Although most people think of Spain as a Mediterranean destination, considering its geographic location and the variety of landscapes, the country enjoys at least six different climatic zones:
Mediterranean climate with mild temperatures year round on the Balearic Islands and the south-eastern coasts, especially Costa Blanca, Costa Brava, and Costa del Sol.
Continental climate with cold winters and hot summers in the central plateau (Castile-La Mancha, Castile León, Extremadura, and part of Aragon and Navarre).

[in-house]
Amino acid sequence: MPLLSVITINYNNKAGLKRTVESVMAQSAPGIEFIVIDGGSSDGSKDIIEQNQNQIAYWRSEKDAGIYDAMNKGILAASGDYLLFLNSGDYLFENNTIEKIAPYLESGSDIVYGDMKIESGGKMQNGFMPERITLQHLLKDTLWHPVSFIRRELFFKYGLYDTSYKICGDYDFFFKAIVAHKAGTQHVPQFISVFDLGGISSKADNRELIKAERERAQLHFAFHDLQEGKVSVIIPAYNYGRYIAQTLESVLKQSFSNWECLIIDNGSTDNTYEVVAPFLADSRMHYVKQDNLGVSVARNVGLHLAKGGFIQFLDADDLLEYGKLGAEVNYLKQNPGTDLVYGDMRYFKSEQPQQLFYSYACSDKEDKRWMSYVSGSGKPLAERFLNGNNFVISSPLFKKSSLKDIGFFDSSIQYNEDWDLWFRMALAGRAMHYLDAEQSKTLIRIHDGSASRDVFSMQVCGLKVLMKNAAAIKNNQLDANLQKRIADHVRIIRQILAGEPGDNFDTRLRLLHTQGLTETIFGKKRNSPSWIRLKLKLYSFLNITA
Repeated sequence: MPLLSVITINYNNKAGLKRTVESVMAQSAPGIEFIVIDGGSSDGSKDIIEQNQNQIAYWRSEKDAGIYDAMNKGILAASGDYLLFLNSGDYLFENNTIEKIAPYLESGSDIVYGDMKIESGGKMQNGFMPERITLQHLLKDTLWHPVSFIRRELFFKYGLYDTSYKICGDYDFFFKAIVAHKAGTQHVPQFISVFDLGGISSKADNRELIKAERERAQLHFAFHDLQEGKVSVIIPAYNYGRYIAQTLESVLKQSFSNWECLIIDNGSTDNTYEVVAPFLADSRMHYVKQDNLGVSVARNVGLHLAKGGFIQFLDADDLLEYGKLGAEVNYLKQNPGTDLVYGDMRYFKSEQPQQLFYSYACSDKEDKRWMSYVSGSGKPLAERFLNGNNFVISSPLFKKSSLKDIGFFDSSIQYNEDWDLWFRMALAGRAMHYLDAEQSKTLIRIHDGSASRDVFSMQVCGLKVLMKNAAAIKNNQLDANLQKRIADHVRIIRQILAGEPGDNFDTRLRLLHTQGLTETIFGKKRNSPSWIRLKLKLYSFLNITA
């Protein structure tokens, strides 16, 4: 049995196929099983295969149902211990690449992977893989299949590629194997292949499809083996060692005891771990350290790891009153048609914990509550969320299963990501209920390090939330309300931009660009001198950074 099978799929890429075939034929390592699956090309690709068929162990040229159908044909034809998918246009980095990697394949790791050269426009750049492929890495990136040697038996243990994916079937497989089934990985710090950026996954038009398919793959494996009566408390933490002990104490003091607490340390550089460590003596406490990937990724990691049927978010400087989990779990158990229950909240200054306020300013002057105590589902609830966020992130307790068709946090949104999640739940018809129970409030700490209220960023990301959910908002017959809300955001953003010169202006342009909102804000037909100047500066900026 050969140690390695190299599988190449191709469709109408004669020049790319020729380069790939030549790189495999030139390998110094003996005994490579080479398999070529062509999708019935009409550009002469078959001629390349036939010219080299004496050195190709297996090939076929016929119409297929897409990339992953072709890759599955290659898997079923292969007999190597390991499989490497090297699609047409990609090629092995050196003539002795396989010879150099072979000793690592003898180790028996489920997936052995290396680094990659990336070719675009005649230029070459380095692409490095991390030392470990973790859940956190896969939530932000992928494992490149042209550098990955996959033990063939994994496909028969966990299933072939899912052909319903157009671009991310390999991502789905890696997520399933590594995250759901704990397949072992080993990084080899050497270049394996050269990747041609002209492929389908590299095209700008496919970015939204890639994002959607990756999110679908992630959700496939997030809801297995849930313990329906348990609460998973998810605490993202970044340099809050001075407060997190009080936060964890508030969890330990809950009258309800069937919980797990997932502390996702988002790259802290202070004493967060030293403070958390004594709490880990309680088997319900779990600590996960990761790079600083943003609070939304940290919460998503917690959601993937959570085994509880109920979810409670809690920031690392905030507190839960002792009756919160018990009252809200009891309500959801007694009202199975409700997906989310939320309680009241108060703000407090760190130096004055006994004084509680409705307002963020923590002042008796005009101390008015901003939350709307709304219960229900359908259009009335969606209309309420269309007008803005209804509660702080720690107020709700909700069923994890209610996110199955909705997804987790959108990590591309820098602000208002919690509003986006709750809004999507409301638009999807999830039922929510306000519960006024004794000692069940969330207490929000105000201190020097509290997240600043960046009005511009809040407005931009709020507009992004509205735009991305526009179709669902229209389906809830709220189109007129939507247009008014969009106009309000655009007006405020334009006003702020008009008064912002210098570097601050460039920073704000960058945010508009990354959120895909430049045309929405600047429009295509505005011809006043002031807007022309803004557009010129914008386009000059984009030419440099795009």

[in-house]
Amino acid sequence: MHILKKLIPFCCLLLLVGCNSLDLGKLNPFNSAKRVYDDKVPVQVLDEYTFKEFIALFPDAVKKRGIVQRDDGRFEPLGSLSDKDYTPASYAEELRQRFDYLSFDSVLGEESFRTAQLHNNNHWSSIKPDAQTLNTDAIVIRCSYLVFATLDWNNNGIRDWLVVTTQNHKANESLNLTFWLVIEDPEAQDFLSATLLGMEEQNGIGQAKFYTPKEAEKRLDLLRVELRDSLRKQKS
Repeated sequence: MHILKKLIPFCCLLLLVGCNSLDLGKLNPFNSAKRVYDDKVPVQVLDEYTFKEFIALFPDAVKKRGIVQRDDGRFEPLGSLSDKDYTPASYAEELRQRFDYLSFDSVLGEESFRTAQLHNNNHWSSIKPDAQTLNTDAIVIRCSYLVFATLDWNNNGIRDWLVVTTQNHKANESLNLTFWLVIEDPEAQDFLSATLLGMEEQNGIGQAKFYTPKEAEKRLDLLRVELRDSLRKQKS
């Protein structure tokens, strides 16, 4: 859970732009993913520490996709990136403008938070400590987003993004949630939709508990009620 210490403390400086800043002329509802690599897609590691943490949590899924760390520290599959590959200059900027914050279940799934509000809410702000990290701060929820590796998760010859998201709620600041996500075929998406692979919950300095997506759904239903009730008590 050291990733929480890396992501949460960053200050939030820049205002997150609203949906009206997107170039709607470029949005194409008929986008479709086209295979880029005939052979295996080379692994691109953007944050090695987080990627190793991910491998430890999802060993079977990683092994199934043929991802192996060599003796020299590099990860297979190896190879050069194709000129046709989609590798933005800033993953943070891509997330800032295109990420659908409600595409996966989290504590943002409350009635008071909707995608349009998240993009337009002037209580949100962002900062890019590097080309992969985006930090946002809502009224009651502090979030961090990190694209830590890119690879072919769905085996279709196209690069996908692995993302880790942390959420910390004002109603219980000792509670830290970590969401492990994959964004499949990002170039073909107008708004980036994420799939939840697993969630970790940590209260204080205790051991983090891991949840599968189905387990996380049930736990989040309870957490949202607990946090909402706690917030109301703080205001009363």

Alpine climate characterized by snowy, cold winters and mild summers in the Pyrenees, Cordillera Betica, and Granada’s Sierra Nevada.
Oceanic climate with extensive rainfall in northern Spain, including the Basque Country, Asturias, Cantabria, and partially Galicia.
Semiarid climate with very little rainfall in the south-east of Spain (Murcia and a small part of Andalusia).
The Canary Islands are characterized by a subtropical climate with very small temperature variations between winter and summer, hence the nickname of “eternal spring”.